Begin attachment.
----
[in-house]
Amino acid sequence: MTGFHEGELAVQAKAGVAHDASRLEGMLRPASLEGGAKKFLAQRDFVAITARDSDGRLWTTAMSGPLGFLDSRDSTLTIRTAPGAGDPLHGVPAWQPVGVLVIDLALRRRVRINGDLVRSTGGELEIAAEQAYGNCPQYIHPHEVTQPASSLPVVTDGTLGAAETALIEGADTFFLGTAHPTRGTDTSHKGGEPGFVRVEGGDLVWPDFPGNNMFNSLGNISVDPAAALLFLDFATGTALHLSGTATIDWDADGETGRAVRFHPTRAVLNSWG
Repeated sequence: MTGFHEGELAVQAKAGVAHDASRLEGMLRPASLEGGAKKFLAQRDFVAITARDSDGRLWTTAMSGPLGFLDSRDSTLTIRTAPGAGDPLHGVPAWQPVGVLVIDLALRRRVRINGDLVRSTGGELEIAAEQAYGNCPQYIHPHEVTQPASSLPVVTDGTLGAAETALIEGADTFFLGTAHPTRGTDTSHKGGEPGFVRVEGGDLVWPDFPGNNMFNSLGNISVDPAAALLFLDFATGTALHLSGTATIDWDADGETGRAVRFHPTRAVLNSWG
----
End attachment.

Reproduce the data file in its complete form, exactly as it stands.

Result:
[in-house]
Amino acid sequence: MTGFHEGELAVQAKAGVAHDASRLEGMLRPASLEGGAKKFLAQRDFVAITARDSDGRLWTTAMSGPLGFLDSRDSTLTIRTAPGAGDPLHGVPAWQPVGVLVIDLALRRRVRINGDLVRSTGGELEIAAEQAYGNCPQYIHPHEVTQPASSLPVVTDGTLGAAETALIEGADTFFLGTAHPTRGTDTSHKGGEPGFVRVEGGDLVWPDFPGNNMFNSLGNISVDPAAALLFLDFATGTALHLSGTATIDWDADGETGRAVRFHPTRAVLNSWG
Repeated sequence: MTGFHEGELAVQAKAGVAHDASRLEGMLRPASLEGGAKKFLAQRDFVAITARDSDGRLWTTAMSGPLGFLDSRDSTLTIRTAPGAGDPLHGVPAWQPVGVLVIDLALRRRVRINGDLVRSTGGELEIAAEQAYGNCPQYIHPHEVTQPASSLPVVTDGTLGAAETALIEGADTFFLGTAHPTRGTDTSHKGGEPGFVRVEGGDLVWPDFPGNNMFNSLGNISVDPAAALLFLDFATGTALHLSGTATIDWDADGETGRAVRFHPTRAVLNSWG